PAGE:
Findley is also the head of the Findley Reports, a company that evaluates the performance of banks. In 2002, Findley Reports called the bank a "premier performer," though now Findley is strongly critical of the bank's numbers.

Findley said that in 2002 his organization had substantially lowered the bar for evaluations. These standards have since been raised, he said.

The controversy flared last month, when the three directors sent a five-page letter to the bank's 980 shareholders laying out their concerns.

Raising concerns

In their June 23 letter, they voiced several criticisms of the performance and management of the bank.

They say the bank has a "lack of leadership," and has used "intimidating tactics" toward them.

Among the issues that the group and their attorney raise are:

First, that compared to similar, or "peer" banks, the Bank of Lodi's financial numbers rank consistently lower. They say they have repeatedly requested an independent review of the overall management and future plans of the bank, but have been rebuffed by senior management.

"All that my three guys have asked is to bring in an independent third party," said Findley, the group's attorney. Those requests have been denied by the bank's executive committee, he said.

Second, they question the salaries and other compensation received by top management at the bank, and the amount of bank-owned life insurance for its senior managers and board members. They claim the amount is more than double the amount recommended by federal regulators, and puts the bank at risk.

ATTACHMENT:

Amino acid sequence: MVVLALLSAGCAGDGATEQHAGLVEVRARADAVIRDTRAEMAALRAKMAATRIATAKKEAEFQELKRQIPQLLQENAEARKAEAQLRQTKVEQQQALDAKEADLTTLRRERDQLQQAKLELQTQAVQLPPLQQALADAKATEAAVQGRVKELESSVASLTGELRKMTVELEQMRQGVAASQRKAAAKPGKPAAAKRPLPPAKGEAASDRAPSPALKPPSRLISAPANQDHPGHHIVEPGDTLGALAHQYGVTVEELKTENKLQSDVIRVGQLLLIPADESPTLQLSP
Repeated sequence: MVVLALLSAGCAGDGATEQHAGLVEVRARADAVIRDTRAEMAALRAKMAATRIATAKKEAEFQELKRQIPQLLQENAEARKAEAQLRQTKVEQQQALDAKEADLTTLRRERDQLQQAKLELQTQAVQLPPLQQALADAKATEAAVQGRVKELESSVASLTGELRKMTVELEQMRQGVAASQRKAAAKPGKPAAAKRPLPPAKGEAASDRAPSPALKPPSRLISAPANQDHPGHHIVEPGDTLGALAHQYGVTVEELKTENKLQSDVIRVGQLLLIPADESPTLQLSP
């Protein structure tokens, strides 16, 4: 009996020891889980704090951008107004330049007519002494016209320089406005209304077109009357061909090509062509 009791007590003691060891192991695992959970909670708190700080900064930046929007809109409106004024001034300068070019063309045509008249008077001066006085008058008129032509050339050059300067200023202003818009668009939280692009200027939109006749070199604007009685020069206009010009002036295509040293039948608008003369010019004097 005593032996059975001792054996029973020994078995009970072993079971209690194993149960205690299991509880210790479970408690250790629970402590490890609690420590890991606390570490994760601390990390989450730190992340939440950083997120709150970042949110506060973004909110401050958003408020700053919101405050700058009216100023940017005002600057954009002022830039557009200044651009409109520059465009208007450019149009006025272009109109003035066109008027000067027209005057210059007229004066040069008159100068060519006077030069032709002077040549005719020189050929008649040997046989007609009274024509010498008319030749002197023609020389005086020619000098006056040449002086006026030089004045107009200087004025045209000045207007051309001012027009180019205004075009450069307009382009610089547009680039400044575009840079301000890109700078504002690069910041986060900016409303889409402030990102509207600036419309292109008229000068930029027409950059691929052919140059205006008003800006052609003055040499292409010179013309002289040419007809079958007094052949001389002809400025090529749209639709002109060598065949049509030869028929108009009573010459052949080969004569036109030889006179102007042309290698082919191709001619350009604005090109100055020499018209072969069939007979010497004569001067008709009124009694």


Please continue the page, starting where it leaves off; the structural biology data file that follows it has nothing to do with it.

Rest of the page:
Lastly, but not their only other concern, is that the bank's managers have not been open with the directors about offers made to buy the bank.

Eager to respond

But bank officials are eager to respond.

In a July 8 response to the directors' June letter, signed by CEO Leon Zimmerman and board Chairman Benjamin Goehring, bank officials said the directors' letter contained "outright lies, half truths and innuendo character assassination and deliberately misleading statements."

"We are mystified by their actions," Zimmerman said Wednesday. "It makes you scratch your head."

While he agreed that the bank's performance was below that of its peer banks, he laid the blame on the decision of the bank's directors more than a decade ago to build the bank's large and expensive headquarters building, located on Ham Lane.

When the bank's assets rise to around $350 million, the costs of the building will cease to be such a large percentage of the bank's yearly expenses, he said. The building expenses cause a drag on the bank's profitability, he said. In 2002, the bank's assets were around $255 million.

Zimmerman said the bank is in the middle of a growth pattern that has been under way since shortly after he took over as CEO in 1995. The bank has been adding branches, and is planning to open its first Sacramento office.

Bank of Lodi Chief Financial Officer Allen Christenson agreed.

"Judge us from the time the plan was implemented, and we have a great story to tell," he said.

The two bank executives claim that the bank has shown steady growth, both in increased assets and in stock price, since the strategic plan was put into place in 1996.

Regarding the life insurance, Zimmerman said the bank's purchase of the insurance was examined by an analyst firm and its attorneys, who found it to be reasonable and legal.

The only thing certain about the future of the dispute is that discussions will continue, both in public and behind closed doors.

"The shareholders will determine what happens next," Coldani said.